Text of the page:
What is Motor Neuron Disease
Motor neuron disease is a progressive neurological condition that attacks the motor nerves of the brain and spinal cord. Therefore it can affect any function in the body such as walking, talking, breathing and eating to name a few. The underlying cause of it is unknown. It is thought that there may be environmental factors at play and in some people genetic factors. It can happen to people of any age but more commonly presents from the 60’s onwards.
Within the brain and spinal cord we have what are referred to as upper motor neurons and lower motor neurons. The upper motor neurons are the nerve cells that leave the surface of the brain and travel down as far as the spinal cord. When they reach the spinal cord they communicate with the lower motor neuron and this is the nerve pathway that then carries signals out to the rest of the body (as in to the face, arms, legs etc). In motor neuron disease there is degeneration along the upper or lower motor neuron pathways or both and this gives a characteristic set of clinical findings.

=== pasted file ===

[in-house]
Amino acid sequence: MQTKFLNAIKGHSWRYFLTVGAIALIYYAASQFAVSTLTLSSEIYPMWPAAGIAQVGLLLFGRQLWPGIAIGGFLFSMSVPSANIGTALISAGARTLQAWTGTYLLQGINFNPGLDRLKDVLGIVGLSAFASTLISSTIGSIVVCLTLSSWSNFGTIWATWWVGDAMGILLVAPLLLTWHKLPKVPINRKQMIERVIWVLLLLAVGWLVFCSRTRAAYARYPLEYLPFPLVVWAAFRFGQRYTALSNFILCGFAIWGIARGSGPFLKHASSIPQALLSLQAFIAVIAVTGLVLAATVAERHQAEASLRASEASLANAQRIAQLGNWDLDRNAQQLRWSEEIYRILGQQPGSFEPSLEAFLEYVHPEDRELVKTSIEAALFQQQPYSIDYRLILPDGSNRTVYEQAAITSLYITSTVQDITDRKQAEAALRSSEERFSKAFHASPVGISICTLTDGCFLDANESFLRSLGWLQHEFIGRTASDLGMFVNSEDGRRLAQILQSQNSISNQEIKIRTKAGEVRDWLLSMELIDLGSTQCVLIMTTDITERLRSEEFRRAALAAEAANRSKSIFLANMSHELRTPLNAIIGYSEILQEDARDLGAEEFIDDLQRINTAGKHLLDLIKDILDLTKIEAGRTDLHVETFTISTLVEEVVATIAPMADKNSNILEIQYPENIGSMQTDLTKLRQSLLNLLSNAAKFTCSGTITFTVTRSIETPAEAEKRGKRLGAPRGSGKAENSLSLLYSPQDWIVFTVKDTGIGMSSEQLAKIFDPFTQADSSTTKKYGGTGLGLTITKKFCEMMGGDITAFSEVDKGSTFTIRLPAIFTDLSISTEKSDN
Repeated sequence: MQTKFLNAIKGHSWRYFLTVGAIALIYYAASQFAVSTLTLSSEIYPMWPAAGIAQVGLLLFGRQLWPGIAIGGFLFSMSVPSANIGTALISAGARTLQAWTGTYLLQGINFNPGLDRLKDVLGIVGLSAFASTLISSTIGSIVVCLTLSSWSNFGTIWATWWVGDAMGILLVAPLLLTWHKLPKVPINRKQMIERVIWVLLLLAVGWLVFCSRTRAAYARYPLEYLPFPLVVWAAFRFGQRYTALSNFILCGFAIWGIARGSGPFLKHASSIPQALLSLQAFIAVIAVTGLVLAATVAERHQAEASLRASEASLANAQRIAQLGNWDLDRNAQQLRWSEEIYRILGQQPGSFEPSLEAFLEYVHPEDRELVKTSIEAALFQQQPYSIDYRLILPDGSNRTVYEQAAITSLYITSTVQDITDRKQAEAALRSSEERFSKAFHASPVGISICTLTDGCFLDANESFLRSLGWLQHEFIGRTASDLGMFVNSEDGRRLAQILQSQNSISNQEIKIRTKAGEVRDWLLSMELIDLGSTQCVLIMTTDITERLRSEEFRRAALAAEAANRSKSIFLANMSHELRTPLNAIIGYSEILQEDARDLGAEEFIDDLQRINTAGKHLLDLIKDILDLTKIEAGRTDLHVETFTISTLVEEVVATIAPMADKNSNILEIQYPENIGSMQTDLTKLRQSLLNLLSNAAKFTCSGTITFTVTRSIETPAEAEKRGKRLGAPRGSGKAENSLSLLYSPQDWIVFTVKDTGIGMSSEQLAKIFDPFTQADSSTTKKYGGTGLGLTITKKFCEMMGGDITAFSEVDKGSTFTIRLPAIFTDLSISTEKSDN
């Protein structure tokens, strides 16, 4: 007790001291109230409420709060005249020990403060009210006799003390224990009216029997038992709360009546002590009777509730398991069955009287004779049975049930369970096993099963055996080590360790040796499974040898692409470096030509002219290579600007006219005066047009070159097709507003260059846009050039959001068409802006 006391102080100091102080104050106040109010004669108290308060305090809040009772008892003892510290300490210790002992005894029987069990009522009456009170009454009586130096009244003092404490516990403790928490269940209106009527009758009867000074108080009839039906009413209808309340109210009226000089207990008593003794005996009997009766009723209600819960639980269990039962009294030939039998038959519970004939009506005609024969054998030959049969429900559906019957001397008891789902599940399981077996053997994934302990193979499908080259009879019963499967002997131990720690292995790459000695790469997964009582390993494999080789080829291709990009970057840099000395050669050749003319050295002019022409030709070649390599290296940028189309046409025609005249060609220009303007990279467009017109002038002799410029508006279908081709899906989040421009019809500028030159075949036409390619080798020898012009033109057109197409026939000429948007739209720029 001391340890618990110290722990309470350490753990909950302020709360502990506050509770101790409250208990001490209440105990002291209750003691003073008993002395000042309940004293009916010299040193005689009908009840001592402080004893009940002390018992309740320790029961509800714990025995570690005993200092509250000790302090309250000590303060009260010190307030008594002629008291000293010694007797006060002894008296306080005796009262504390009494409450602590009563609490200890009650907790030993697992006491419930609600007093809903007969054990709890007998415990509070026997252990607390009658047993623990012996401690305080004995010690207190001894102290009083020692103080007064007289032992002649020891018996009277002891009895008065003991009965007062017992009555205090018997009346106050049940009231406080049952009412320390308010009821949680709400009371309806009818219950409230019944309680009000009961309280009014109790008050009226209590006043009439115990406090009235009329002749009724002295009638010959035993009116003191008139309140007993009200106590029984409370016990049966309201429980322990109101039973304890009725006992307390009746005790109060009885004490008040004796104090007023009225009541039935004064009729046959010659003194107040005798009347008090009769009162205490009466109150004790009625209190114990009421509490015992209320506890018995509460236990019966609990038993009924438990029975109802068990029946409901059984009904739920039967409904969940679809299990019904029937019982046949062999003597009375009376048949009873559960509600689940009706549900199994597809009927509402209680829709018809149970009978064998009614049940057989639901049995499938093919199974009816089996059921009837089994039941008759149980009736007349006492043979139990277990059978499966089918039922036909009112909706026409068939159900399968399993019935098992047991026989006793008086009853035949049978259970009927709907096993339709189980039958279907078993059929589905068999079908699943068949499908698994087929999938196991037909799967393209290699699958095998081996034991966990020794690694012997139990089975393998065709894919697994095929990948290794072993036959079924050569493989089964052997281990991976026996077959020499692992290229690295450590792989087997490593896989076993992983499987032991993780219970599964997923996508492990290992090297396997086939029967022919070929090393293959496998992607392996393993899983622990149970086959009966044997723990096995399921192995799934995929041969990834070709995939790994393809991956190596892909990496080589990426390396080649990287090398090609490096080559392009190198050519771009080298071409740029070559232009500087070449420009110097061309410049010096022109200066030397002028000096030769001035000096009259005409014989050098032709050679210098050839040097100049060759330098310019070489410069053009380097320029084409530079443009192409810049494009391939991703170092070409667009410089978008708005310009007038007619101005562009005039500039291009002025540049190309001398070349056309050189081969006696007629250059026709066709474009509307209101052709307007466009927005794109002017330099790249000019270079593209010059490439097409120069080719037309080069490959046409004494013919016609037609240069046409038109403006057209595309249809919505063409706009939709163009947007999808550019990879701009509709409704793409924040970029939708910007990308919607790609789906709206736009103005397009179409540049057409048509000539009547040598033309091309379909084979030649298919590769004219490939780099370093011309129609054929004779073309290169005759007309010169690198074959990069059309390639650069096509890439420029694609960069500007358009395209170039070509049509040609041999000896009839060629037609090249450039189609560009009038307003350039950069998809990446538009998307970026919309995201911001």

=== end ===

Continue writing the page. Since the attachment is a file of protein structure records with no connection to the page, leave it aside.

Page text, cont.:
Damage to the upper motor neuron pathways can cause muscles to become stiff or “spastic” and this can lead to difficulty with walking. In the hands it can lead to loss of dexterity such as difficulty with doing buttons or using a knife and fork. It can also cause the speech to take on a nasal quality and some people find it hard to project their voice clearly when this happens. It can also make swallowing difficult.
Damage to the lower motor neurons can cause muscles to become weak and wasted- the medical term for this is atrophy. It can also lead to the muscles twitching or “fasciculating” (this on its own is often a benign symptom- described below). When the muscles involved in speaking and eating become affected this can lead people to have slurred speech and have trouble eating because they cannot move food around their mouth. The muscles involved in swallowing and breathing can be affected in a similar manner. When this happens there is a high chance of developing respiratory tract infections as the food can go down the wrong passage and in to the lungs where it can cause further difficulty with breathing as well as infections.